1. Choose the Zoom Tool, and then choose the Zoom to page icon. Now, don’t do any zooming until you’ve saved this template, or perform this step again just before you save the template.
    Step 3

Fonts, Fonts, Fonts

The good news about Xara versions 5 and later is that when you need to choose a typeface for a design, all you do is choose the Text tool, click the down arrow to the right of the Font list on the Infobar, and then start typing the first few letters of the font you want to use. The bad news is that with Windows 7, 64x processing, and the availability of quality fonts for free these days, you could easily have 800 or more typefaces installed. And if you don’t remember the name of a typeface, scrolling your installed fonts list is a pain in the backside. And as a very unprofessional consequence, we tend to pick Ariel or some other font for designs from the top of the list.

Well, how about this custom template offers typefaces from the middle of the alphabet, so you get a fresh look at what you’ve installed and only have to scroll halfway to the top and the bottom of the font list?

  1. Step 4Choose the Text tool from the toolbox, but don’t make an insertion point on the page, and don’t even click or try to type anything. Click the down arrow to the right of the default font name on the Infobar to expand the installed fonts list, and then scroll down to the Ms or Ns, and then click on a font. Also, set the font size, directly to the right of the font list. Me, I tend to design headlines in my work, without a lot of body text, so I set the point size to 24, although I’m sure this won’t suit all designers. Finally, you might want to set the alignment of your default text, although I see nothing wrong with Left alignment. Okay, finally, finally (for sure!), you might want to set the default color for text in your template. To do this, click a color on the color line, or use the Color Editor.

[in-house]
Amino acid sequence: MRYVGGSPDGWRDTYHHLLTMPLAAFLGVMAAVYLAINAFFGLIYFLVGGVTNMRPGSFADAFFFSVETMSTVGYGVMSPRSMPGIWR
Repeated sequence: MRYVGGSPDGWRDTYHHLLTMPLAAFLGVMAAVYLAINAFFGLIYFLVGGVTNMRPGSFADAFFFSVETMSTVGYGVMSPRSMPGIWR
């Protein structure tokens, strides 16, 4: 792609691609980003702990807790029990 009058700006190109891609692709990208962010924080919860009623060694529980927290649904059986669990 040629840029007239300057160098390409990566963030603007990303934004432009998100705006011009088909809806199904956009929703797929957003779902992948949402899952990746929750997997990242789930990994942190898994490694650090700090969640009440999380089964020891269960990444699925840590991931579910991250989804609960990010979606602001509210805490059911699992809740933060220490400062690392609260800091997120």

Adding Colors to Your Template

I’m not big on going to the Color Gallery and picking out a custom collection of colors every time I have an idea and just want a serviceable palette, and to get down to business. For that reason, like other Xaraist who’ve posted them on tg, I created a custom collection of colors, named them and everything, and saved them to a XAR document. To add saved colors to a new document, all you need to do is drag the Xara file into the workspace of your future template.

  1. Step 5Put the downloaded xara file “tons o’ colors.xar on your desktop and then click the maximize/restore Windows button at the top right of Xara so you can see both the program and parts of your Desktop. Then drag the “tons ‘o colors.xar” file icon into the workspace and you now have a handsome collection of colors organized sometimes by hue on the color line.

Remember to Cap your Pen

…or it’ll dry out! Seriously, the type of cap a line end has can be set in Xara, and there’s no reason, if for example, you do a lot of technical illustration that an end cap shouldn’t be Square or Butt, or whatever.